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Versions: 00 01 02 03 04 05 06 07 08 RFC 6616

Network Working Group                                            E. Lear
Internet-Draft                                        Cisco Systems GmbH
Intended status: Standards Track                           H. Tschofenig
Expires: August 4, 2011                           Nokia Siemens Networks
                                                              H. Mauldin
                                                     Cisco Systems, Inc.
                                                            S. Josefsson
                                                                  SJD AB
                                                        January 31, 2011


                 A SASL & GSS-API Mechanism for OpenID
                    draft-ietf-kitten-sasl-openid-01

Abstract

   OpenID has found its usage on the Internet for Web Single Sign-On.
   Simple Authentication and Security Layer (SASL) and the Generic
   Security Service Application Program Interface (GSS-API) are
   application frameworks to generalize authentication.  This memo
   specifies a SASL and GSS-API mechanism for OpenID that allows the
   integration of existing OpenID Identity Providers with applications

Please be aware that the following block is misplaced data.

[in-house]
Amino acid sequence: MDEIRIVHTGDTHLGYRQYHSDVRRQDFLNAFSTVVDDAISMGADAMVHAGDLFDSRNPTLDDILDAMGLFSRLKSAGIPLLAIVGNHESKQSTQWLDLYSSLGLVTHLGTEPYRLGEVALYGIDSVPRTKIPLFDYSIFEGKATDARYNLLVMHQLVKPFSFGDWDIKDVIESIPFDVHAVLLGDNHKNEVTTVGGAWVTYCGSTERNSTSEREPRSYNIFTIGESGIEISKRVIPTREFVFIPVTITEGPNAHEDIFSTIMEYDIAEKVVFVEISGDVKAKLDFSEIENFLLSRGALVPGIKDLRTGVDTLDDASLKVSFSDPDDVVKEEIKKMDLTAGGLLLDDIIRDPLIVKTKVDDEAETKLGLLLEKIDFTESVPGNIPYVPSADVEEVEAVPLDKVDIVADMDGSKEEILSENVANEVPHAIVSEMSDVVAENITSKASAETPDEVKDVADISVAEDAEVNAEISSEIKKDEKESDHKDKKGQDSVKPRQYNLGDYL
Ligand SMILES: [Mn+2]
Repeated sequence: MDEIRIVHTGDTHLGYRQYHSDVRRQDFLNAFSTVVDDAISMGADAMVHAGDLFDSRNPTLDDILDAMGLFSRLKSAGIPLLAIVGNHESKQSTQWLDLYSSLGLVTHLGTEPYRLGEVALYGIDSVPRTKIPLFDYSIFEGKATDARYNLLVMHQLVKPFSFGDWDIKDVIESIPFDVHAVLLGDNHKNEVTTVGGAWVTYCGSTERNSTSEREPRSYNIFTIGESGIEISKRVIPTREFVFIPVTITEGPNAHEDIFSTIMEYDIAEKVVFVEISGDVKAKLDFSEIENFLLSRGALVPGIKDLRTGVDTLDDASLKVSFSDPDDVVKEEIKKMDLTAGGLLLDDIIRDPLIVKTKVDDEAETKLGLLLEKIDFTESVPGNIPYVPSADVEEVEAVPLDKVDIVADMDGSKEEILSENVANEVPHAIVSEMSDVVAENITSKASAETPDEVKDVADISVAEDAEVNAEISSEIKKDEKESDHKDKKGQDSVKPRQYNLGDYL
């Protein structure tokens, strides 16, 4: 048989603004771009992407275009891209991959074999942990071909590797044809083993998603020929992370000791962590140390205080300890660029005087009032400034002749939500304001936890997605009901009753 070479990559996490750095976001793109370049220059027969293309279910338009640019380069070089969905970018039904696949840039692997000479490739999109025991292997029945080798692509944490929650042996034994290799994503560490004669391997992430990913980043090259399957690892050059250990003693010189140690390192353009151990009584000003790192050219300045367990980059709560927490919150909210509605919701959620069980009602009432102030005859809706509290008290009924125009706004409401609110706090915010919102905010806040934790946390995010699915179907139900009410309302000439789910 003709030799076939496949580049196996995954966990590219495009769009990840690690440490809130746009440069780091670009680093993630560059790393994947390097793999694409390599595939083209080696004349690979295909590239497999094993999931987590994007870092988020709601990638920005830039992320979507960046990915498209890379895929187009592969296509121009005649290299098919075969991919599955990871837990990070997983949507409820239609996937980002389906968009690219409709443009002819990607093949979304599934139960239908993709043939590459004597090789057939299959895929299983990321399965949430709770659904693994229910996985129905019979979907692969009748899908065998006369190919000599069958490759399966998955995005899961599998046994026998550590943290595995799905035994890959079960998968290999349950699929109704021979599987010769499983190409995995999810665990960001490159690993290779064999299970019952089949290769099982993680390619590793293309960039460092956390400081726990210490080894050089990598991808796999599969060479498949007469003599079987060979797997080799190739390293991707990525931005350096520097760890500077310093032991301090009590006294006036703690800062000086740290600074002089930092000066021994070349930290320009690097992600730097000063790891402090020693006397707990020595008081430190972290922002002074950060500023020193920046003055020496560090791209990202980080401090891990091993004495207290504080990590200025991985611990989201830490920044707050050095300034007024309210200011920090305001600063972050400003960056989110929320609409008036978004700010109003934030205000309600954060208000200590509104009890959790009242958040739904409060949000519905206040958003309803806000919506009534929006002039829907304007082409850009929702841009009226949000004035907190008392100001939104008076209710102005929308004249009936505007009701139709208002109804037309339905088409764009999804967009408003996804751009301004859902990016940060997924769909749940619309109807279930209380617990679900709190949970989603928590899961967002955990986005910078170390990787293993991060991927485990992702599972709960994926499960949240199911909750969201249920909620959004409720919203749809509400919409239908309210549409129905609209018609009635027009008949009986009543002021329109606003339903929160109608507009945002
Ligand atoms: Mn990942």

using SASL and GSS-API.

Status of this Memo

   This Internet-Draft is submitted in full conformance with the
   provisions of BCP 78 and BCP 79.

   Internet-Drafts are working documents of the Internet Engineering
   Task Force (IETF).  Note that other groups may also distribute
   working documents as Internet-Drafts.  The list of current Internet-
   Drafts is at http://datatracker.ietf.org/drafts/current/.

   Internet-Drafts are draft documents valid for a maximum of six months
   and may be updated, replaced, or obsoleted by other documents at any
   time.  It is inappropriate to use Internet-Drafts as reference
   material or to cite them other than as "work in progress."

   This Internet-Draft will expire on August 4, 2011.

Copyright Notice

   Copyright (c) 2011 IETF Trust and the persons identified as the
   document authors.  All rights reserved.

   This document is subject to BCP 78 and the IETF Trust's Legal
   Provisions Relating to IETF Documents